Apr 22, 2020 - Health

Shelter orders place unique strain on roommate living

Illustration of torn and split sofa with highlighter texture.

Illustration: Eniola Odetunde/Axios

Most of America has been ordered to shelter at home to help curb the spread of the coronavirus, but that can be tricky for people who live with roommates.

Why it matters: Roommates may have a harder time mingling their separate lives under one roof and seeing eye to eye on how to stay safe than people who live with families or significant others.

The big picture: Many of today’s young adults are sharing apartments as they delay marriage, manage college debt and face high rents, especially in major cities.

  • As of 2015, about a quarter of Americans aged 18 to 34 lived with roommates, according to U.S. Census Bureau data cited by The Atlantic.
  • They now face a unique challenge in navigating the rules of sheltering given the nature of their living situations — a single household from a public health standpoint, but a grouping of individuals with sometimes vastly different lifestyles, needs and wants.

What they’re saying: “Before this, there were house rules about how people act in the house, but now the house rules extend out — what I do outside the house affects my roommates,” Jeremy Conrad, a tech entrepreneur who lives with three friends in a large San Francisco house, told Axios.

  • Now, Conrad and his roommates not only limit their trips outside, but also notify each other when they run essential errands, and have shifted all socializing — including dating — to virtual alternatives to limit interactions with others.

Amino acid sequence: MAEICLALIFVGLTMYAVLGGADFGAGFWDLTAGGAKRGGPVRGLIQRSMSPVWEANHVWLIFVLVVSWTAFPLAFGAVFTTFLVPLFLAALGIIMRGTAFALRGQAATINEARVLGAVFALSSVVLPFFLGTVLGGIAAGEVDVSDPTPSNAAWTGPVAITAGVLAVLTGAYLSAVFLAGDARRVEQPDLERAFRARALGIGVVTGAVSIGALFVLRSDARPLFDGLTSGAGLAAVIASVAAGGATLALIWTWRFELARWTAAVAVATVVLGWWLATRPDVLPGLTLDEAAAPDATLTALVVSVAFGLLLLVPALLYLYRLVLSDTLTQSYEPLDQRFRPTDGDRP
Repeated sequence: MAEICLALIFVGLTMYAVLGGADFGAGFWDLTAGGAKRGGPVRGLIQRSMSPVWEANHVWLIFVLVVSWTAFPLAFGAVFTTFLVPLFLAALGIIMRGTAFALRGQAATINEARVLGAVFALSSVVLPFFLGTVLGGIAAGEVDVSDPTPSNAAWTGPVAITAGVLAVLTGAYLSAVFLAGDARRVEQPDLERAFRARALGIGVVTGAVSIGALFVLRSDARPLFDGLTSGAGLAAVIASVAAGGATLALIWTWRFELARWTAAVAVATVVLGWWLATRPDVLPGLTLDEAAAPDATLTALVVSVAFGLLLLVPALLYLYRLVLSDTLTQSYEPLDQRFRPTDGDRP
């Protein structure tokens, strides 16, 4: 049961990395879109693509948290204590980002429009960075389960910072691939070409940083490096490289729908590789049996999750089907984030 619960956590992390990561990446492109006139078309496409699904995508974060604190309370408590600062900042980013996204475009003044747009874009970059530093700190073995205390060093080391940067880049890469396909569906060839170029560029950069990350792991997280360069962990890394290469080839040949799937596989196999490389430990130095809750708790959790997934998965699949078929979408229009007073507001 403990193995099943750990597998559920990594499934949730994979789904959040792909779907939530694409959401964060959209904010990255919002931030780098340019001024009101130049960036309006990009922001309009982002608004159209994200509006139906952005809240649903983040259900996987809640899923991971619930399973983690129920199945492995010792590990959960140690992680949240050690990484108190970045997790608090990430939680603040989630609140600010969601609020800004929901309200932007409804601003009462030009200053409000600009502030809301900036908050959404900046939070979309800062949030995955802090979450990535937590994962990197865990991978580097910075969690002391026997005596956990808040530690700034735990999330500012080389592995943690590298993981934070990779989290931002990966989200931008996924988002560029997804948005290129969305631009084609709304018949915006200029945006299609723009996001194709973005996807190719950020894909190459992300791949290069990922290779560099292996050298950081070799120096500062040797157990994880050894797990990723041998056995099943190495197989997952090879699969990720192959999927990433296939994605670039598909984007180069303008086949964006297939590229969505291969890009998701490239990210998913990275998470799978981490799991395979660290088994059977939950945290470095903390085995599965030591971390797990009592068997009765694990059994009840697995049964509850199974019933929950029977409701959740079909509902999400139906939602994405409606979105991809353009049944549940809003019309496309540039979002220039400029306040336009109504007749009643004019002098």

• Nick Hardy, a medical researcher who lives in a house with nine other people in San Francisco, says the group has likewise established standards for sharing a living space during a pandemic. (Three housemates chose to temporarily stay with loved ones elsewhere, but Hardy's girlfriend has moved in.)
  • In the interest of safety, Hardy and his housemates agreed to visit significant others only if those partners live alone and don’t interact with other people.
  • They also got a trial run at what they would do if one of them became ill with COVID-19 when one housemate got strep throat last month. They temporarily gave him his own bathroom and brought him food and supplies so he wouldn't contaminate common areas.

Between the lines: “It’s definitely tested a lot of the theories around communal living and co-living,” says Starcity CEO Jon Dishotsky, whose company operates co-living buildings in San Francisco and Los Angeles that mostly house young professionals.

  • Unlike arrangements between a small number of friends to live together, co-living housing like Starcity’s units usually brings together strangers to share one roof.
  • The company has not only brought stations with cleaning supplies into its buildings, but also rolled out rules for its residents in line with guidelines from health authorities.

Yes, but: Not everyone is necessarily on the same page as their roommates.

  • “What we were hearing from the community is that there’s a small subset of people [who] aren’t taking this seriously,” says Dishotsky.
  • It prompted the company to require that residents get written permission from their community manager to bring guests over, and only in limited circumstances.
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